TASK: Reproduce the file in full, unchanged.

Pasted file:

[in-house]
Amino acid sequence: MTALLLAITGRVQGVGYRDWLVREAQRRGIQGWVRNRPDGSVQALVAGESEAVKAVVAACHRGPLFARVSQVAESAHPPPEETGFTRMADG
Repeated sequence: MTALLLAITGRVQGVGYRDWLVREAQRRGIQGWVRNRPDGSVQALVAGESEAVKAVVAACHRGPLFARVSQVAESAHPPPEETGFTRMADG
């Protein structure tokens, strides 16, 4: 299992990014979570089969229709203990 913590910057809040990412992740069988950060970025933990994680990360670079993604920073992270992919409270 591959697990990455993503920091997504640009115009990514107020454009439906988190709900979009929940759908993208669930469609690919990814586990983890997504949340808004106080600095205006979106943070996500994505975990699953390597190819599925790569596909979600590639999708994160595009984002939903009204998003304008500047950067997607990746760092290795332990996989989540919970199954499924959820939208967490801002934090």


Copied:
[in-house]
Amino acid sequence: MTALLLAITGRVQGVGYRDWLVREAQRRGIQGWVRNRPDGSVQALVAGESEAVKAVVAACHRGPLFARVSQVAESAHPPPEETGFTRMADG
Repeated sequence: MTALLLAITGRVQGVGYRDWLVREAQRRGIQGWVRNRPDGSVQALVAGESEAVKAVVAACHRGPLFARVSQVAESAHPPPEETGFTRMADG
């Protein structure tokens, strides 16, 4: 299992990014979570089969229709203990 913590910057809040990412992740069988950060970025933990994680990360670079993604920073992270992919409270 591959697990990455993503920091997504640009115009990514107020454009439906988190709900979009929940759908993208669930469609690919990814586990983890997504949340808004106080600095205006979106943070996500994505975990699953390597190819599925790569596909979600590639999708994160595009984002939903009204998003304008500047950067997607990746760092290795332990996989989540919970199954499924959820939208967490801002934090």